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With Seahawks’ season over, let the draft talk begin

By Brady Henderson

Thursday marked the unofficial beginning of what will be more than three months of draft-related discussion and speculation on 710 ESPN Seattle and

Draft analyst Gil Brandt of the NFL Network got things started when he joined Jim Moore and Danny O’Neil to discuss – among other things – his recently released mock draft. The Seahawks own the 25th pick, which Brandt thinks they’ll use on Clemson wide receiver DeAndre Hopkins.

DeAndre Hopkins racked up more than 3,000 receiving yards and 27 TDs in three seasons at Clemson. (AP)

“The Seahawks have very good young players at most positions, though they could use a receiver who can get some separation,” Brandt writes in his mock draft. “Hopkins might be a bit of a reach, but he’s quick.”

Brandt has this to say about Hopkins Thursday:

“I’m probably way too high on him. But, boy, he really played good against LSU – now LSU has got some very, very good defensive backs. He’s a tall guy and has got amazing quickness, was a really good athlete. He was an all-state basketball player three years running in the state of South Carolina.

“He’s one of those guys … that you have to look at and decide, are you willing to take him and maybe he’s not going to help you a lot his first year? But he’s got a lot of potential down the line.”

Hopkins, who is leaving Clemson a year early, set a single-season school record with 1,405 receiving yards as a junior. He led the team with 82 catches and set an ACC record with 18 receiving touchdowns.

The LSU game Brandt mentioned was the Chick-fil-A Bowl, the final game of Hopkins’ career. He caught 13 passes for 191 yards and two touchdowns against LSU. That was the 12th 100-yard game of his career, setting a new school record.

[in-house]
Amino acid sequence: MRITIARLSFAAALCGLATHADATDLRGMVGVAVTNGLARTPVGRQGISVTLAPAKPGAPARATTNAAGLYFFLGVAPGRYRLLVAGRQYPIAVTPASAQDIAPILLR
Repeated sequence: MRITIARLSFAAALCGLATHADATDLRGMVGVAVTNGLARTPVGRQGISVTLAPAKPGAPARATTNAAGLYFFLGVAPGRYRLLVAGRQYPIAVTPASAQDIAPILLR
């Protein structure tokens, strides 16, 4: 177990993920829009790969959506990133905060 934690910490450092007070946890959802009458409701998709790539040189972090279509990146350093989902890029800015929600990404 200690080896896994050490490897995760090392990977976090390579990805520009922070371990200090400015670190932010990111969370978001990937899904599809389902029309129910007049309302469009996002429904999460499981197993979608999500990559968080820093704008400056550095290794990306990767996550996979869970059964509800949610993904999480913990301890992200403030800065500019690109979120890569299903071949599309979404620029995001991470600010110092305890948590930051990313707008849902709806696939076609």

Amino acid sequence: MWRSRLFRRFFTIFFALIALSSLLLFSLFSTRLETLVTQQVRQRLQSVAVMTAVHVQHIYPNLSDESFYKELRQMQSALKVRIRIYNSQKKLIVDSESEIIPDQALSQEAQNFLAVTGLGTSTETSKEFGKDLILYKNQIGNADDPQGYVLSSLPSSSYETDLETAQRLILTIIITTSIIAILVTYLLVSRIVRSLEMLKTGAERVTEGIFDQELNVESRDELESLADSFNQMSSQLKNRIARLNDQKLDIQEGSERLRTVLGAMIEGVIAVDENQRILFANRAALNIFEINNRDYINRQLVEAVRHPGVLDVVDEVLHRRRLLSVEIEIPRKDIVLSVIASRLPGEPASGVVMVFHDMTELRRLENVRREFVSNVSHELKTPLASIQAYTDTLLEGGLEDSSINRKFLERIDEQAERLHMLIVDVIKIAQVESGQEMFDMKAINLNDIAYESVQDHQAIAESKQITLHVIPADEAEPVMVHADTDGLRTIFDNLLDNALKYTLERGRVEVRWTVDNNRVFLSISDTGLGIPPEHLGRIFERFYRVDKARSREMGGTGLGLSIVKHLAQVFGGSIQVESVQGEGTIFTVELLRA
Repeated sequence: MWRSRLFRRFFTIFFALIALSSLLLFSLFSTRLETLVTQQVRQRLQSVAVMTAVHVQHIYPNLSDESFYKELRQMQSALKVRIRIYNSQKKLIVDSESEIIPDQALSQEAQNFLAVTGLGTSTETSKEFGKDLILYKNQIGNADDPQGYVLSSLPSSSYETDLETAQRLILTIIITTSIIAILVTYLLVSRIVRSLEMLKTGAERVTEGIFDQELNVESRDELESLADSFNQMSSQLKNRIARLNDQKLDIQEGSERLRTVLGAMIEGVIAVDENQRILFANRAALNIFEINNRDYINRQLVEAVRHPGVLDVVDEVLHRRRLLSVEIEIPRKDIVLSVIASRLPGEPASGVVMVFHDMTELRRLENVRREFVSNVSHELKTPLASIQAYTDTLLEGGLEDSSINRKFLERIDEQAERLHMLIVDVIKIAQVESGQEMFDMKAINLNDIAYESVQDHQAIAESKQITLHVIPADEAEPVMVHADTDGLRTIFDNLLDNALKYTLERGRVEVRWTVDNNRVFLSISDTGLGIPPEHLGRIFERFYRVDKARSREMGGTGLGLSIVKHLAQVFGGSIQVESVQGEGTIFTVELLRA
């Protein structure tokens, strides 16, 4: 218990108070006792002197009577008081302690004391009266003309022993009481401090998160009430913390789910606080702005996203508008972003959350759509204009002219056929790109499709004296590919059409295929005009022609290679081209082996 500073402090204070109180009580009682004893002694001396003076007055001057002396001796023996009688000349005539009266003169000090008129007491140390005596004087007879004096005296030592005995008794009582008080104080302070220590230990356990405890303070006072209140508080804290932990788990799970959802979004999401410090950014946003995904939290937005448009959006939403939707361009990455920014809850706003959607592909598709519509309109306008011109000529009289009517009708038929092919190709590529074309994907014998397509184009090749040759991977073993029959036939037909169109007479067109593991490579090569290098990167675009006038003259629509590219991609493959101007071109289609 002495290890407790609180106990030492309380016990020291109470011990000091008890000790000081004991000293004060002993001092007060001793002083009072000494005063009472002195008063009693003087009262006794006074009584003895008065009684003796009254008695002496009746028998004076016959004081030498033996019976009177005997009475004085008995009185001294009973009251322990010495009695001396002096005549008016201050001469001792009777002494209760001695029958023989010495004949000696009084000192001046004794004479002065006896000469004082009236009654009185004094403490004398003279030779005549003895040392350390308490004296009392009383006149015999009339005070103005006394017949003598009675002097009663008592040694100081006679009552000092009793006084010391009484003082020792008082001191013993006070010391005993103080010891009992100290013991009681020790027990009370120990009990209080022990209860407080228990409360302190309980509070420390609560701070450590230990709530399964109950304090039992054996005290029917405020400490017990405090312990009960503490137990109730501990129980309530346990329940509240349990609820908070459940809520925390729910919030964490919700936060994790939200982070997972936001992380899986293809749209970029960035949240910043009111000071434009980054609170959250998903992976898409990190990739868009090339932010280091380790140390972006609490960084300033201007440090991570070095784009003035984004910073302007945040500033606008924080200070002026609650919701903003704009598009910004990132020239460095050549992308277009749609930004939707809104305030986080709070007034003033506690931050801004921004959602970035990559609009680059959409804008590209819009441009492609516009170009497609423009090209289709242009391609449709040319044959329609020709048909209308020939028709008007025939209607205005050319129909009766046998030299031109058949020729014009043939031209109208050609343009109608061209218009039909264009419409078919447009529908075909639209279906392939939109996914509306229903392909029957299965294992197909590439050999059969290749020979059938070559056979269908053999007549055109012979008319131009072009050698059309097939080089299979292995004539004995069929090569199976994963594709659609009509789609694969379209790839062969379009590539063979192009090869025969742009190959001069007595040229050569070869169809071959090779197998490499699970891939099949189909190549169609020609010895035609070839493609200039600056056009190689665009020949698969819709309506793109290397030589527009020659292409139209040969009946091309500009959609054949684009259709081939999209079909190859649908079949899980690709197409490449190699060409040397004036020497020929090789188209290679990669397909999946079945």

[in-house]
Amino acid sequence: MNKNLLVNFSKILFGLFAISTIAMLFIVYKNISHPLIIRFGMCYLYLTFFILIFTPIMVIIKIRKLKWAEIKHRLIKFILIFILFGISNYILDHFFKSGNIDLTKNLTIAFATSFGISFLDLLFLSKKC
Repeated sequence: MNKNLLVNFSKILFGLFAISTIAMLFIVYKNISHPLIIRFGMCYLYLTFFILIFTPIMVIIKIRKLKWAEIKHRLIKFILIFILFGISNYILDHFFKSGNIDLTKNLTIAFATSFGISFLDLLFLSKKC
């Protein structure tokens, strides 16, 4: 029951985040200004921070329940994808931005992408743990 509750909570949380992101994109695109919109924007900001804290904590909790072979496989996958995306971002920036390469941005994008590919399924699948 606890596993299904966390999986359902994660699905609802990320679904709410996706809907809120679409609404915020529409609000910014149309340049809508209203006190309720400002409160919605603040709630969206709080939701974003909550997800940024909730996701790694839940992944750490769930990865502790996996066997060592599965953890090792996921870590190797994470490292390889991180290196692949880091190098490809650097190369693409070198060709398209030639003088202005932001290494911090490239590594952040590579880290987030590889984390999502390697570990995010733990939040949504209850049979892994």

Wide receiver isn’t the Seahawks’ most pressing need. Pass rush was their biggest deficiency even though Seattle’s defense led the league in scoring. That was the case even before Chris Clemons, the team’s leader in sacks, suffered an ACL injury that will likely force him to start next season on the Physically Unable to Perform List.

Value, of course, often trumps need when teams make draft decisions. The Seahawks opted not to take a wide receiver last year because, they reasoned, better players at other positions were available each time it was Seattle’s turn to pick.

In his mock draft, Brandt had six pass rushers being taken among the first 24 selections. That could leave the Seahawks without a good enough pass-rushing prospect to warrant drafting at that spot. Addressing other needs would make more sense in that scenario.

Wide receiver seemed like a bigger question mark earlier in the season when Seattle’s passing game hadn’t yet hit its stride. Sidney Rice and Golden Tate each finished with seven touchdown receptions. Neither topped 800 yards receiving, but their yardage totals (748 for Rice and 688 for Tate) look better when you consider the Seahawks attempted the fewest passes of any team.

Still, the Seahawks could stand to add a wide receiver, specifically a deep threat. Hopkins’ 17.1 yards-per-catch average last season was nearly two yards better than any Seahawks receiver. That figure would have ranked sixth in the NFL.